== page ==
I’m pleased to say I’m writing this latest post as the newly crowned Commonwealth individual pursuit champion.
Getting that gold medal in Glasgow was a long-term goal of mine and means I have now won every major honour available to me in track cycling – Olympic Games, Commonwealth Games, world championships, European championships and national championships – which is obviously an enormous source of satisfaction.
I was actually concerned that it wouldn’t all pan out how I wanted. With about two weeks to go, my form was really good and I was flying in training, which is always worrying because you don’t want to peak too early, but I managed to hold that level and performed really well on the day.
There was quite a lot of expectation on me, so to be able to deliver was such a great feeling and I was smiling constantly for about two weeks afterwards.
I also really enjoyed the broader experience of the Games. There was a great atmosphere in the athletes’ village, although I didn’t manage to bump into Usain Bolt, unfortunately.
Apparently, he was getting team-mates to go out to get food for him because he didn’t want to be mobbed by the other athletes. We’re essentially all the same in the village, but he’s on a different level, so I can kind of understand that. If I saw him I would totally try to get a selfie with him.
Now my attention has turned to both the short and long-term future. Before the Commonwealths, I was worried that if I won and completed the full set of medals, I might struggle to get back to the same level of motivation as before, but I’m pleased to say it only took a few days for the fire started burning again.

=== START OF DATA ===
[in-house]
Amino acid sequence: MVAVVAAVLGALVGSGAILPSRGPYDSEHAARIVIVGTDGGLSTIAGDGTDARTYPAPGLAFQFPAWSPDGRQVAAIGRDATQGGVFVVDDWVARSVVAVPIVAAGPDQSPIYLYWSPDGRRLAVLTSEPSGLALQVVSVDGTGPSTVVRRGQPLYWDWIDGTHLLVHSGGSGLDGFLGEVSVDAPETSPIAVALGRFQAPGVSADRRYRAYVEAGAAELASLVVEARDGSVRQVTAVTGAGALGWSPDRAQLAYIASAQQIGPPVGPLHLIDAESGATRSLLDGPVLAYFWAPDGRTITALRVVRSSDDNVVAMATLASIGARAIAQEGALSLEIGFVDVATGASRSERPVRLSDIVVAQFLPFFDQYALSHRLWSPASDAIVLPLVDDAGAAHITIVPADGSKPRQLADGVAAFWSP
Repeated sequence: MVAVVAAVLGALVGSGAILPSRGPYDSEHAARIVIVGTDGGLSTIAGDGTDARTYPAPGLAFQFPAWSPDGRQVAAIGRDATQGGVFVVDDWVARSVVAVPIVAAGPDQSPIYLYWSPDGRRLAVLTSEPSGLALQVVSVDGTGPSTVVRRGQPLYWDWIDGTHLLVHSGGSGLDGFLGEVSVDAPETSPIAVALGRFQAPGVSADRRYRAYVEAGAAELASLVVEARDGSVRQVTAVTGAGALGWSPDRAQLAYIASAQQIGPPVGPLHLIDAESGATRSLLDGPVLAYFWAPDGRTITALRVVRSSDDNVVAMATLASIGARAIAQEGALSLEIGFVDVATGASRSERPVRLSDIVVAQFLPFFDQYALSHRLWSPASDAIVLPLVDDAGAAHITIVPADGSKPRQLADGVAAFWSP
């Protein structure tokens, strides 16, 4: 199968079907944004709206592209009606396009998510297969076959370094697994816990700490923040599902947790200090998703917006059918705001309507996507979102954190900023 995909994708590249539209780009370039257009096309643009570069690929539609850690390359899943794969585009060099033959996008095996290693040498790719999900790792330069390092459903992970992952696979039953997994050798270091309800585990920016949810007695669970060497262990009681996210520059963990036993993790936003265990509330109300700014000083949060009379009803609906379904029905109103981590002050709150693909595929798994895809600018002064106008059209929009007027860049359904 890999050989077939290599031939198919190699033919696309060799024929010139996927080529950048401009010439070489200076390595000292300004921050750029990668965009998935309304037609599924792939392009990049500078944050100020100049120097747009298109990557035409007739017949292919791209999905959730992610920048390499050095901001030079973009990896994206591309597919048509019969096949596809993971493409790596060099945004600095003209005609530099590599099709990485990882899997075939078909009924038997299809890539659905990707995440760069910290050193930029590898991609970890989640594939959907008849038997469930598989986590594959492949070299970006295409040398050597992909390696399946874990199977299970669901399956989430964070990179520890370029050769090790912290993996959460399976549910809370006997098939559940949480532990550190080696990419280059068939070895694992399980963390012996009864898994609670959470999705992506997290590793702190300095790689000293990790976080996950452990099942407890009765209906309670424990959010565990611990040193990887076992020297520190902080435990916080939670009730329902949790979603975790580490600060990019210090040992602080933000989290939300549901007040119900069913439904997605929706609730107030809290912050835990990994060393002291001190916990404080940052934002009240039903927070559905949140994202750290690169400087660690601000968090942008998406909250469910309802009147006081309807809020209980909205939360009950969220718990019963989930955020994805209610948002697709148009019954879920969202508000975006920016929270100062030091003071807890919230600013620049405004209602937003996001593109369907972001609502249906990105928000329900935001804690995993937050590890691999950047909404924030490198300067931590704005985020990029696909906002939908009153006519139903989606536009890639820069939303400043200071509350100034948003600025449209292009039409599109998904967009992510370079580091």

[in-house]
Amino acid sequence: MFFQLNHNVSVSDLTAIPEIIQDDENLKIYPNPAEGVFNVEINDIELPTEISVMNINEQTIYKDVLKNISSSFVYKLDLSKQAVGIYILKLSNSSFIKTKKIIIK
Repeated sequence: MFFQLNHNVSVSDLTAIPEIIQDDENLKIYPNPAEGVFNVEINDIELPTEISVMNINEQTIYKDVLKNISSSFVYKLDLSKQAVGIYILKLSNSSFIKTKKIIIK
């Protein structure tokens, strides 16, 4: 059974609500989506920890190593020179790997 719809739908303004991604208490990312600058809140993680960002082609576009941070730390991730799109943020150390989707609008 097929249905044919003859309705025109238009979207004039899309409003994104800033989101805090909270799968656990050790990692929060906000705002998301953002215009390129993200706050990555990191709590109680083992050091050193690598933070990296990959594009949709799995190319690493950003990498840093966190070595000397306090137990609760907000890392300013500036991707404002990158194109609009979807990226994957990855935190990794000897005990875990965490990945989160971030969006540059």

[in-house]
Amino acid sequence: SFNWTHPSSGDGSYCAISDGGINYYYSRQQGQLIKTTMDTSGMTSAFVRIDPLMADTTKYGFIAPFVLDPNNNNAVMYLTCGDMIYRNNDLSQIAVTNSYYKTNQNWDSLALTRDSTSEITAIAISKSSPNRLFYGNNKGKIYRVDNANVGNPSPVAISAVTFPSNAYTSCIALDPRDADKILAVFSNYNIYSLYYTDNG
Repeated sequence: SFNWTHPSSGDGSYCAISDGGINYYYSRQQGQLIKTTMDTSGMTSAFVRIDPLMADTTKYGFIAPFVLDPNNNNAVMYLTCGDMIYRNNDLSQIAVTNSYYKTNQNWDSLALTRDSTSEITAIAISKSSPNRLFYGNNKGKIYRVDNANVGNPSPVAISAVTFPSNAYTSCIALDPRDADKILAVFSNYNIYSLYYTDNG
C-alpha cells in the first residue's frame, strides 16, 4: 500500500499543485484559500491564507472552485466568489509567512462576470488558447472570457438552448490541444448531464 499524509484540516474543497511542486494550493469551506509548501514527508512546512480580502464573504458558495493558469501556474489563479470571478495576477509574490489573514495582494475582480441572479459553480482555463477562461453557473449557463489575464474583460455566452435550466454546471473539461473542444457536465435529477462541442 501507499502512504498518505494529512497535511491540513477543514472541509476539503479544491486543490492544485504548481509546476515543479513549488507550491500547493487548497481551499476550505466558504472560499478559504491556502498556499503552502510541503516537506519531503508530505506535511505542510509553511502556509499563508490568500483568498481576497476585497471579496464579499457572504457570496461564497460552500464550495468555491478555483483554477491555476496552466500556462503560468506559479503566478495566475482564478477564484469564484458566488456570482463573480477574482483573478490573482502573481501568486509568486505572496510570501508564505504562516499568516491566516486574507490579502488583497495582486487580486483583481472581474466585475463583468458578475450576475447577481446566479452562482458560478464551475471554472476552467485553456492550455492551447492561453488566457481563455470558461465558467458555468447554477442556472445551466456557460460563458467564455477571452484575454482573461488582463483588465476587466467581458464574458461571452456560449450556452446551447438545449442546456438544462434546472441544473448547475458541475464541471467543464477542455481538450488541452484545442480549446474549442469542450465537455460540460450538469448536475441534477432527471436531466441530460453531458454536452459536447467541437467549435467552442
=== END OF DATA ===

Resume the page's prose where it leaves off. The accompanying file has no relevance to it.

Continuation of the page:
Obviously, I took time to enjoy the success and all that comes with it, but then my mind started turning automatically towards new targets.
The big one is winning team pursuit gold at the Rio 2016 Olympics. Although we have been really dominant in that event, the rest of the world is now starting to catch us up, Canada especially, so I’m really keen for us to keep improving, keep going faster and keep breaking the world record, which we currently hold.
The other thing in my sights is the individual pursuit national record, which I missed by 1.3 seconds in Glasgow, which is regarded as a slow track, so there is room for improvement there.
That, in turn, leads to thinking about breaking the world record. The current record was set at altitude, which can be up to five seconds quicker than a sea-level track. If you take five seconds off my time in Glasgow, I’m only 1.8 seconds off the pace, so I would quite like to try the pursuit at altitude and see how close I could get.
The final target is to win the national road time trial again next year. I won it in 2013 but could only finish sixth this year, so I’m keen to get that British jersey back.
In the more immediate future, the next big events I’m building towards are the British National Track Championships in Manchester at the end of September, and then the European Track Championships in Guadeloupe in October.
The Euros are the first event for the Olympic qualification period, so they are effectively the first step on the road to Rio as far as qualifying points are concerned.
And yes, you read that right: they are taking place in Guadeloupe, which is in the Caribbean and is obviously a bizarre place to hold the Euros. We actually race quite a lot in that part of the world – last year’s world championships were in Colombia and we had two World Cups in Mexico - so we are used to travelling all that way. Plus, I like a bit of winter sun, so heading to the Caribbean in October is fine by me.
And I’m really pleased to say there is something else outside of cycling to prepare for: my wedding! I was on holiday in Venice after the Commonwealth Games and my boyfriend, Dan, proposed to me.
It was totally unexpected but a really nice surprise and I can’t stop telling everyone about it. I’m looking forward to the wedding planning. Cycling has now got some serious competition for my attention!
Follow Joanna on Twitter: @JoannaRowsell